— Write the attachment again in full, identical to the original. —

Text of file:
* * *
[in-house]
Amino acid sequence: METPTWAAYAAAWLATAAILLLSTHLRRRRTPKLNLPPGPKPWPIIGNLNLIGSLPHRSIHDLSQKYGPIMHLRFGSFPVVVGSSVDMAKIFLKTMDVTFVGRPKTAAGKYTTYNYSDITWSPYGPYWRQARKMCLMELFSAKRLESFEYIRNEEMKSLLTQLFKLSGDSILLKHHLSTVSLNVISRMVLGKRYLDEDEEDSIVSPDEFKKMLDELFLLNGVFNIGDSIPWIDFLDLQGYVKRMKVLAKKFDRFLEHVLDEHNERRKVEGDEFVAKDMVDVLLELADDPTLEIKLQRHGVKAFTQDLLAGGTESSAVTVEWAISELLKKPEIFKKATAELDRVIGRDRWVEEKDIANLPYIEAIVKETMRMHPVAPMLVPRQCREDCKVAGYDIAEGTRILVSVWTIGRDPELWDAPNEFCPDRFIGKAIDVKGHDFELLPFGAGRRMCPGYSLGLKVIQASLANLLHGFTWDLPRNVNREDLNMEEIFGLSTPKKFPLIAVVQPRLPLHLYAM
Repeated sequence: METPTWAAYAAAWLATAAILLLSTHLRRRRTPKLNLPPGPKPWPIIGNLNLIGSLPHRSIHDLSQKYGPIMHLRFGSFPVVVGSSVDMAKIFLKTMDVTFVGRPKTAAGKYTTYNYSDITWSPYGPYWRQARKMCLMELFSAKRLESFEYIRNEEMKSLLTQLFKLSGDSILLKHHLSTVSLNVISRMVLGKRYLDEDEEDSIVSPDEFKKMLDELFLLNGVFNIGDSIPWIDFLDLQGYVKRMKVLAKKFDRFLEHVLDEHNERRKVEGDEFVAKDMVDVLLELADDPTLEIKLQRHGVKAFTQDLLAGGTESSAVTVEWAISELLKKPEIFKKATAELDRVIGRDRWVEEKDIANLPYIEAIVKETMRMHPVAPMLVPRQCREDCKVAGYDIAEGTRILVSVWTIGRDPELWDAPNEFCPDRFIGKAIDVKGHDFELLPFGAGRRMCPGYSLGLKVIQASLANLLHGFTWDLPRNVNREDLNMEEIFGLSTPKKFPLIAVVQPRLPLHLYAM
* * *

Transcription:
[in-house]
Amino acid sequence: METPTWAAYAAAWLATAAILLLSTHLRRRRTPKLNLPPGPKPWPIIGNLNLIGSLPHRSIHDLSQKYGPIMHLRFGSFPVVVGSSVDMAKIFLKTMDVTFVGRPKTAAGKYTTYNYSDITWSPYGPYWRQARKMCLMELFSAKRLESFEYIRNEEMKSLLTQLFKLSGDSILLKHHLSTVSLNVISRMVLGKRYLDEDEEDSIVSPDEFKKMLDELFLLNGVFNIGDSIPWIDFLDLQGYVKRMKVLAKKFDRFLEHVLDEHNERRKVEGDEFVAKDMVDVLLELADDPTLEIKLQRHGVKAFTQDLLAGGTESSAVTVEWAISELLKKPEIFKKATAELDRVIGRDRWVEEKDIANLPYIEAIVKETMRMHPVAPMLVPRQCREDCKVAGYDIAEGTRILVSVWTIGRDPELWDAPNEFCPDRFIGKAIDVKGHDFELLPFGAGRRMCPGYSLGLKVIQASLANLLHGFTWDLPRNVNREDLNMEEIFGLSTPKKFPLIAVVQPRLPLHLYAM
Repeated sequence: METPTWAAYAAAWLATAAILLLSTHLRRRRTPKLNLPPGPKPWPIIGNLNLIGSLPHRSIHDLSQKYGPIMHLRFGSFPVVVGSSVDMAKIFLKTMDVTFVGRPKTAAGKYTTYNYSDITWSPYGPYWRQARKMCLMELFSAKRLESFEYIRNEEMKSLLTQLFKLSGDSILLKHHLSTVSLNVISRMVLGKRYLDEDEEDSIVSPDEFKKMLDELFLLNGVFNIGDSIPWIDFLDLQGYVKRMKVLAKKFDRFLEHVLDEHNERRKVEGDEFVAKDMVDVLLELADDPTLEIKLQRHGVKAFTQDLLAGGTESSAVTVEWAISELLKKPEIFKKATAELDRVIGRDRWVEEKDIANLPYIEAIVKETMRMHPVAPMLVPRQCREDCKVAGYDIAEGTRILVSVWTIGRDPELWDAPNEFCPDRFIGKAIDVKGHDFELLPFGAGRRMCPGYSLGLKVIQASLANLLHGFTWDLPRNVNREDLNMEEIFGLSTPKKFPLIAVVQPRLPLHLYAM